In the summer, the federal and private student loan bubble hit the $1 trillion mark. The Consumer Financial Protection Bureau (CFPB) confirmed the figure and the astronomical debt loads are hitting those aged 39 and under.
On Thursday, The Institute for College Access & Success’ (TICAS) Project on Student Debt issued a report that highlights the specifics of the student loan crisis inflicting much of the United States. In a time of economic uncertainty and high unemployment levels, especially for the youth, college seniors who graduated in 2011 maintain an average of $26,600 in student loan debt in 2011, which is up five percent from the previous year.
Many of the graduating students today entered college when the recession began. This is troublesome, according to the report authors, because families have been having a difficult time being able to afford tuition rates. In recent months, public colleges have increased tuition in response to state budget cuts, while for-profit post-secondary institutions have also hiked tuition costs.
For students, it isn’t just tuition costs, but it’s a wide range of factors that contribute to the growing student loan debt, such as fees, financial aid and cost of living. It can also be the school you choose. Out of 1,057 colleges researched, the average debt per student is between $3,000 and $55,250, while at 114 colleges average graduates left school with $35,000 in debt.
“In these tough times, a college degree is still your best bet for getting a job and decent pay,” said Lauren Asher, president of TICAS, in a press release. “But, as debt levels rise, fear of loans can prevent students from getting the education they need to succeed. Students and parents need to know that, even at similar looking schools, debt levels can be widely different. And, if they do need to borrow to get through school, federal student loans, with options like income-based repayment, are safest [ways] to go.”
In comparison, Indiana University of Pennsylvania and Clarion University of Pennsylvania are both public four-year colleges and charge annual tuition and fees of roughly $7,500, but graduates from the former had $32,416 on average in debt and graduates from the latter had only $3,815 in student loan debt.
Meanwhile, schools with the lowest debt average (between $3,000 and $9,750) are: Williams College in Massachusetts, Yale University in Connecticut ($9,254), Pomona College in California ($7,540), College of the Ozarks in Missouri and Berea College in Kentucky.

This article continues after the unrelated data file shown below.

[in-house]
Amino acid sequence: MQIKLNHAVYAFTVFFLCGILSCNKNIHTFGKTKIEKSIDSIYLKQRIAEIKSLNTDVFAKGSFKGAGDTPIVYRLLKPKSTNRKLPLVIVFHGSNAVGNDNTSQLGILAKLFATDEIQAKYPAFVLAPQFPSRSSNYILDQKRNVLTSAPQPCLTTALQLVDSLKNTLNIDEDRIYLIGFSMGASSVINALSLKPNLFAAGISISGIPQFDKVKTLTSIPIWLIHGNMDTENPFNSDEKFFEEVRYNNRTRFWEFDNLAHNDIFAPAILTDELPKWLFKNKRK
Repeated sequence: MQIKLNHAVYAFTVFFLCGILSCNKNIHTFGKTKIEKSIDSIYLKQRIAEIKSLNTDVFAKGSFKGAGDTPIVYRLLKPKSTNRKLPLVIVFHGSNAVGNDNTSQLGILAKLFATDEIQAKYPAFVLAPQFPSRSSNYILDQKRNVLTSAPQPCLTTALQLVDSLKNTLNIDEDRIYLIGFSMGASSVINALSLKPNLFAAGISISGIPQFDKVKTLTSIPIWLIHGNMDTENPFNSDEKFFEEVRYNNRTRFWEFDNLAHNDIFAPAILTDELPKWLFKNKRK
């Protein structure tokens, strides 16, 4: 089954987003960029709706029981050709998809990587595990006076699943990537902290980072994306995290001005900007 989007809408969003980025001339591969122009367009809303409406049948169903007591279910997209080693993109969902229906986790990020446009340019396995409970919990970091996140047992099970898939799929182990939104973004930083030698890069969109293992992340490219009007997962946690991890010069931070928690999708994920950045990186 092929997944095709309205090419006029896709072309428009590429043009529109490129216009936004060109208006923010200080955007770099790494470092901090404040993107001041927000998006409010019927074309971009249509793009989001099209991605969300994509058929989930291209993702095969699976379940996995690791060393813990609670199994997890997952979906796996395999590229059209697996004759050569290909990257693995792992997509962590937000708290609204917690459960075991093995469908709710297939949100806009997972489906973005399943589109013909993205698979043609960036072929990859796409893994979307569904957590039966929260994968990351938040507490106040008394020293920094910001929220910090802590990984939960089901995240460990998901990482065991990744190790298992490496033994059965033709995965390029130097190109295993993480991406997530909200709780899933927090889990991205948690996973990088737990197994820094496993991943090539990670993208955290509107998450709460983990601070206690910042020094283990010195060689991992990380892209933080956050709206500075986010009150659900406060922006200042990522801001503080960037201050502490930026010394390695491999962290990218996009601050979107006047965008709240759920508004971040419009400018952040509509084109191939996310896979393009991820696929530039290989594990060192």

It should be noted that all of the data was voluntarily submitted, which means that the figures are most likely higher than they appear.
What’s the solution? TICAS makes the argument for more federal financial aid. However, many free market economists suggest quite the opposite: stop federal and state loans completely. Those who advocate this position make the case that this will lower tuition rates across the country.
If a college charges $20,000 for a four-year degree and a student cannot afford such an enormous sum of money then that institution loses a student. Therefore, more and more students would not go to college and this would lead to these facilities to lower their tuition rates.
During the Republican primaries, retiring Texas Republican Congressman and three-time presidential candidate Ron Paul said during a November debate that “the policy of student loans is a total failure.”
“A $1 trillion of debt that will be dumped onto the taxpayer,” said the libertarian-leaning congressman. “What have they gotten? A poorer education and costs have skyrocketed because of inflation and they don’t have jobs. There’s nothing more dramatic failing than that program.”
Even Vice President Joe Biden blamed government for driving up the cost of tuition rates across the country, but he still defended the practice and abhors a free market solution to another government-created bubble.
“By the way, government subsidies have impacted upon rising tuition costs, but if we went the free market route, there’d be nine million fewer students in college today,” said the vice president, who spoke with Tallahassee students in February.